Calcium Pyrophosphate Deposition (CPPD) Disease Treatment & Management

Updated: Apr 07, 2023
  • Author: Constantine K Saadeh, MD; Chief Editor: Herbert S Diamond, MD  more...
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Approach Considerations

Disease-modifying agents are not available for treatment of calcium pyrophosphate deposition (CPPD) disease, so therapy focuses on reducing inflammation and alleviating clinical manifestations. Evidence-based treatment guidelines are lacking, and several of the commonly used treatments are extrapolated from use in gout. [3, 42]

Asymptomatic (lanthanic) CPPD should not be treated. However, if CPPD is a possible manifestation of other syndromes, such as hyperparathyroidism or hemochromatosis, treatment of the underlying condition is important to prevent further end-organ damage, although it cannot reverse the joint disease.

Acute CPP crystal arthritis (pseudogout) may be treated with joint aspiration and intra-articular corticosteroid injection; systemic corticosteroids; nonsteroidal anti-inflammatory drugs (NSAIDs); or, occasionally, high-dose colchicine. Sodium hyaluronate, which is injected intra-articularly to increase joint mobility and improve function when conventional drugs have failed, is approved for treatment of osteoarthritis and has been shown to be effective in CPPD disease as well (note that osteoarthritis can result from CPPD). [43, 44, 45]

Treatment for osteoarthritis with CPPD is similar to that for typical osteoarthritis. Patients with chronic CPP inflammatory crystal arthritis (pseudo–rheumatoid arthritis) can be treated with small doses of corticosteroids, such as prednisone 5 mg daily.

Hydroxychloroquine can be used as adjuvant therapy to prevent flareups. It reduces the release of cytokines such as interleukin-1 (IL-1) and IL-6 and tumor necrosis factor alpha by macrophages. In an animal model of CPPD, it inhibited the activity of matrix metalloprotease. [46]  A double-blind prospective 6-month trial found hydroxychloroquine to be beneficial for chronic CPPD-related arthropathy. [43, 44, 45]

Methotrexate has proved effective in small numbers of patients with severe disease, especially those with joint destruction. However, this treatment has been described only in patients with the pseudo-rheumatoid presentation. [47]  Methotrexate does help reduce joint pain and swelling, and it decreases serum levels of inflammatory biomarkers. In one study of 10 patients with acute inflammation resistant to conventional therapies, methotrexate seemed to be partially effective. [43, 44, 45]

Studies have indicated that activation of IL-1 by the inflammasome complex plays a pivotal role in pseudogout attacks, which suggested the IL-1 receptor antagonist anakinra (Kineret) as a potential alternative for treating patients with CPPD. [48, 49, 50] A systematic review found 74 cases of anakinra use in CPPD, in patients with refractory disease (85.1%) or contraindications to standard treatments. Clinical response to anakinra was observed in 80.6% of patients with acute CPPD disease and in 42.9% of those with chronic CPPD disease. Short-term treatment was well tolerated; adverse events were reported in 4.1% of cases. [51]

Finally, a theoretical possibility for pharmacologic treatment of CPPD is the use of anticrystal agents to prevent deposition of calcium pyrophosphate dihydrate. Such agents include probenecid, phosphocitrate, and polyphosphate. The mechanism of action appears to be through inhibition of transforming growth factor beta 1 (TGF-beta 1), which is an important stimulant of nucleoside triphosphate pyrophosphohydrolase (NTPPPH), an enyzme required for pyrophosphate synthesis. [43, 44, 45]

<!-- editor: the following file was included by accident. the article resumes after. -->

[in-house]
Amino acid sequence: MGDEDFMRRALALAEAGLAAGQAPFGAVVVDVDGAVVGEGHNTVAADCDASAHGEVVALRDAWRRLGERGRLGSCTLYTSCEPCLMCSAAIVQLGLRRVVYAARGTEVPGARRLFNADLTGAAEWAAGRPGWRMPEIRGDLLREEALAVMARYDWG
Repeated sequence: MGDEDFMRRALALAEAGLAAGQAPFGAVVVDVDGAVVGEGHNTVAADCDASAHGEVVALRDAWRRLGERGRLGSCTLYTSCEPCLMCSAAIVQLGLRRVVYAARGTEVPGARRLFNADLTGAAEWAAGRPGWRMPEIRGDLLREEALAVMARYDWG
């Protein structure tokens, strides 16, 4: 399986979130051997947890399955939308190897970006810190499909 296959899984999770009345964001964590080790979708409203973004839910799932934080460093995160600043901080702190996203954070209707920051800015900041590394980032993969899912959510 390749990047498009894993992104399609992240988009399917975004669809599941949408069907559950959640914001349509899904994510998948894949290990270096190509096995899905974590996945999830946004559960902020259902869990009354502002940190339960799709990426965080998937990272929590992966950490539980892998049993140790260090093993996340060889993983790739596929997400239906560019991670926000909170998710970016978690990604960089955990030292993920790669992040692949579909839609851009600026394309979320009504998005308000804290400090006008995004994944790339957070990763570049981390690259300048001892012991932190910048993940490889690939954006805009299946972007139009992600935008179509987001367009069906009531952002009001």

Radiosynovectomy is a minimally invasive technique that involves the intra-articular injection of small radioactive particles to remove inflamed synovium. Patients with CPPD secondary to hemophilia have responded well to radiosynovectomy, particularly those with a history of repeated joint bleeding. This procedure is considered to be safe, cost-effective, and efficient, with low radiation exposure. [45]

Patients with pseudoneuropathic arthropathy that is refractory to medical management may benefit from surgical replacement of the damaged joint with a bioprosthesis. [43, 44, 45]  

Theoretically, surgically removing calcifications from an affected joint could be beneficial. However, this is currently considered an experimental procedure.


Pharmacotherapy for Pseudogout

The use of NSAIDs can be considered, generally in higher doses during the acute attack and in lesser doses for prevention. Be aware of toxicity, which is common in elderly patients, including gastrointestinal and renal toxicities. Cyclooxygenase-2 (COX-2) ̶ selective NSAIDs (eg, celecoxib) may be as effective as traditional NSAIDs but with less toxicity, although this has not been rigorously tested.

Injection of corticosteroids—such as 40-80 mg (depending on the size of the joint) of methylprednisolone or triamcinolone—into the affected joint has the advantage of avoiding the adverse effects of systemic NSAIDs. Short courses of systemic corticosteroids may be used for polyarticular attacks of pseudogout.  

Oral colchicine, or even intravenous (IV) colchicine, can be considered for the treatment of acute pseudogout. Colchicine should be a treatment of last resort because of its poor therapeutic ratio.

Preventing acute attacks of pseudogout is difficult. Small doses of colchicine (0.6 mg once or twice daily) or NSAIDs have been tried, with variable success.

Anakinra has demonstrated efficacy in patients with recurrent acute CPP arthritis who have intolerance of, or inadequate response to, standard treatments. [51] There is also evidence supporting use of the anti–IL-6 receptor antibody tocilizumab in such cases. [51, 52, 53]